With no previous experience in the mobile phone industry, Bas van Abel, an industrial designer based in Amsterdam, started Fairphone as an NGO [non-governmental organisation] awareness campaign in March 2010. He hoped that by inviting the public to design collaboratively a prototype of a “fair” smartphone, the campaign would raise the Dutch public’s awareness of the link between mobile phones and minerals mined in the context of a bitter civil conflict in the Democratic Republic of Congo (DRC). Van Abel did not intend to produce a functional, commercial smartphone; his goal was simply to raise public awareness.
However, by January 2013, through a series of serendipitous events, interaction with industry actors, and encouragement from sections of the Dutch public, the awareness campaign had morphed into the social enterprise Fairphone. With co-founder Miquel Ballester, van Abel wanted Fairphone to produce “a seriously cool phone putting social values first.” Within six months of the company’s founding, Fairphone attracted a large following in the media and among socially-conscious consumers across Europe. In mid-2013, these customers fully financed the production of 25,000 smartphones (priced at €325 apiece) through a crowdfunding initiative—a remarkable token of trust in a start-up that had never produced a smartphone.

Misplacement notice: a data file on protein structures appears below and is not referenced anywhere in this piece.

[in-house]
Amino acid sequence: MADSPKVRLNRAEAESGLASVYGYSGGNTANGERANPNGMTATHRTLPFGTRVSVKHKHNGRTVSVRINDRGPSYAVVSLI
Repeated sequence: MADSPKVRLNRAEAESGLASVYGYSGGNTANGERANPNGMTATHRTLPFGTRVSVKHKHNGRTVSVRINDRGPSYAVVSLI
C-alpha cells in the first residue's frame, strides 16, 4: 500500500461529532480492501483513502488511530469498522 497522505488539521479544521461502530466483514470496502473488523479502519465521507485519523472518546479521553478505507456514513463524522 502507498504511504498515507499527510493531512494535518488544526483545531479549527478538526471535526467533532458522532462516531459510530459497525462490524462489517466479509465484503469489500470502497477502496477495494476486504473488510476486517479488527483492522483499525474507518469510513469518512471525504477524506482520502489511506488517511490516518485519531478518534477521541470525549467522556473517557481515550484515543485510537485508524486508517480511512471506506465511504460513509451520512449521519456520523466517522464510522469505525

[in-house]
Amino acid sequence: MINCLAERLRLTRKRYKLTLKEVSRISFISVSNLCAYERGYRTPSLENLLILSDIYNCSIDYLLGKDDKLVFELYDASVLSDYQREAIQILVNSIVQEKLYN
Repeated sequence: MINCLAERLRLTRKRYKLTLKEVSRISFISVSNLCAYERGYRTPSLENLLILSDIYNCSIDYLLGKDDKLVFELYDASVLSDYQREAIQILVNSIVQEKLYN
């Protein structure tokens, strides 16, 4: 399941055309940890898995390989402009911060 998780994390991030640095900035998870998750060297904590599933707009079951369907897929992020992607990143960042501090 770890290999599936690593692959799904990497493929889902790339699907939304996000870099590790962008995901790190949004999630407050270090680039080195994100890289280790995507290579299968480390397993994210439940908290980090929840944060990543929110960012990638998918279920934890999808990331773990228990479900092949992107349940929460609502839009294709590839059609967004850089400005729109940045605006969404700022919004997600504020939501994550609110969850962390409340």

Van Abel and the Fairphone staff, consisting largely of “creatives” and “story-tellers,” had to learn very quickly how to produce a high-quality smartphone—a complex product—in a competitive industry while keeping their promise to improve the social welfare of underrepresented mine and factory workers along the mobile phone industry’s supply chain. After experiencing myriad quality problems while manufacturing the phone, van Abel and the Fairphone staff successfully delivered the first batch of “fair” smartphones to customers by Christmas 2013. In February 2014, after all smartphones had been delivered to customers, van Abel felt that it was time to take stock and plan for the company’s future. In order to fulfil its two-fold mission, Fairphone had to scale up production to become a “real” company. How should Fairphone reach a larger audience with its message and product? How should the organisation be designed in order to achieve this mission?
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